Health care reform needs careful debate

Published 1:31 pm Friday, June 23, 2017

The overhaul of our nation’s health care system will likely be voted on next week and it is sadly ironic that a Kentucky senator — a state with nearly a quarter of its adults uninsured or underinsured prior to the implementation of the Affordable Care Act — appears to be driving this forward with as little public debate as possible.

Sen. Mitch McConnell, the majority leader in the Senate, is pushing hard to put the plan to vote early next week despite the fact many senators and the public didn’t even see the complete plan until Thursday.

Don’t forget, this lack of transparency was the exact thing Democrats were blasted for — and rightfully so — seven years ago.

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Now that the details are out, it is clear there are both good and bad changes in the proposal but the complete ramifications aren’t yet fully known because there simply hasn’t been enough time for thorough analysis.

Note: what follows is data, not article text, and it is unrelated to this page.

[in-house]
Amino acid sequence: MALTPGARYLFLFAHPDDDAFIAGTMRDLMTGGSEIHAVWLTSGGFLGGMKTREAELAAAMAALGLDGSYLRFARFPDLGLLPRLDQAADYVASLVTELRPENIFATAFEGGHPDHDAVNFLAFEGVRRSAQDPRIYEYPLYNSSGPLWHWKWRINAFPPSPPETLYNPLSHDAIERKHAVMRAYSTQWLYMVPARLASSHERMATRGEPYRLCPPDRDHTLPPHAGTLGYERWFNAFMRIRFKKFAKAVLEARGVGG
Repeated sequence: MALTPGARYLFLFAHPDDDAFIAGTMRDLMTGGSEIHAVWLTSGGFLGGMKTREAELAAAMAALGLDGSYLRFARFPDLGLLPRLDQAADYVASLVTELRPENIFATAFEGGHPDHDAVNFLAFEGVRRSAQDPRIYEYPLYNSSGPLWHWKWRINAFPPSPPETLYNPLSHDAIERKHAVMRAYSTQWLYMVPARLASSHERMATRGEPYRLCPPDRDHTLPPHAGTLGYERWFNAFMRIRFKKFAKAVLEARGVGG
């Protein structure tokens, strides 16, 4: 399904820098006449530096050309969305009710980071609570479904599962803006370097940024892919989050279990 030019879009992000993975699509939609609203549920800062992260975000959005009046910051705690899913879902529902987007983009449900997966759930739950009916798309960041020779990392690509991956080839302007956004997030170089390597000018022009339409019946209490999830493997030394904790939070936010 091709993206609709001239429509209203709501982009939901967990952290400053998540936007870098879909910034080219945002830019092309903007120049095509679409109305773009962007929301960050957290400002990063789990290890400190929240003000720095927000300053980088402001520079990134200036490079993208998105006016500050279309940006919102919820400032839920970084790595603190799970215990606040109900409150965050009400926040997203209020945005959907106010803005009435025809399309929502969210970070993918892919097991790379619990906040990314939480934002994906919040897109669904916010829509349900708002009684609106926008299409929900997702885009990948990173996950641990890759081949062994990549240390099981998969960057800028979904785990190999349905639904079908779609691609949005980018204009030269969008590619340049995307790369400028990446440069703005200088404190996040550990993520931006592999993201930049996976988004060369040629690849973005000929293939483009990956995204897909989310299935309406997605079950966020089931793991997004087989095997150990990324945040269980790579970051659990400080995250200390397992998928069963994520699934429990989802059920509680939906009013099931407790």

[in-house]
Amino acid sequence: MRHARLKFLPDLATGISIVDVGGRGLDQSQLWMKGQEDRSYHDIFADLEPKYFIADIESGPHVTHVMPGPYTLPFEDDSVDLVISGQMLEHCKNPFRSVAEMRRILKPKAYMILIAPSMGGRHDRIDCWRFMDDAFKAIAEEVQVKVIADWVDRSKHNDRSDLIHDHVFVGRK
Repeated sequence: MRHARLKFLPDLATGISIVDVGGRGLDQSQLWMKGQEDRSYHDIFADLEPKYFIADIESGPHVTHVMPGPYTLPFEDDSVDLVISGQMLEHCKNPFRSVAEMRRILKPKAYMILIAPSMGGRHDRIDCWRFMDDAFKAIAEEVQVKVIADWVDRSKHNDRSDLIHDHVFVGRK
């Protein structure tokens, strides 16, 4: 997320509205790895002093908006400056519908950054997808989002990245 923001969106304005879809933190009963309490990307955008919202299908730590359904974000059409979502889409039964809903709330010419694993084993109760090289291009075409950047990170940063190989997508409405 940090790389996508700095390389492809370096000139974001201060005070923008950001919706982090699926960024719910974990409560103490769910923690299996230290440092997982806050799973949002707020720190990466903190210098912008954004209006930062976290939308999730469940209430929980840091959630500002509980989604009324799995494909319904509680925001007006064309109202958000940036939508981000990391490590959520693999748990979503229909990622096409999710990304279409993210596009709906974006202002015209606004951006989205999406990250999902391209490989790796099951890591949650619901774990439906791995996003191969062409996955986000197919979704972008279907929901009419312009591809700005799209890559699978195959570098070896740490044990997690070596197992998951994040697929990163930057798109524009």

Regardless, the bill will have a tough path as it is not expected to get a single vote from the Democrats and only two Republicans have to oppose it for the proposal to fail. Even if it is adopted, it would then have to be approved by the more conservative House.

If that doesn’t happen, Congress will essentially start at the beginning to reconcile the two versions of the health care reform proposals.

The approach this time is just as flawed as it was when the Democrats essentially pushed “Obamacare” through with little transparency and public discussion.

Although citizens deserve answers about the future of our health care system, we would like to see the Senate’s proposal get defeated and, hopefully, by a large margin. That may be the only outcome that gets both parties to put politics aside and come to the table with an open mind and ideas to find a solution that truly has all citizens at heart.

Health care shouldn’t be about statistics or political victories or mid-term elections or anything else other than creating a sustainable system that provides affordable access to the best care possible for as many people as possible.

Because of his leadership role McConnell has the opportunity to lead this reform and help ensure the replacement plan takes care of Kentuckians and those in the other 49 states, but it may take defeat to convince Republicans and Democrats alike that compromise is the path to a victory where all Americans win.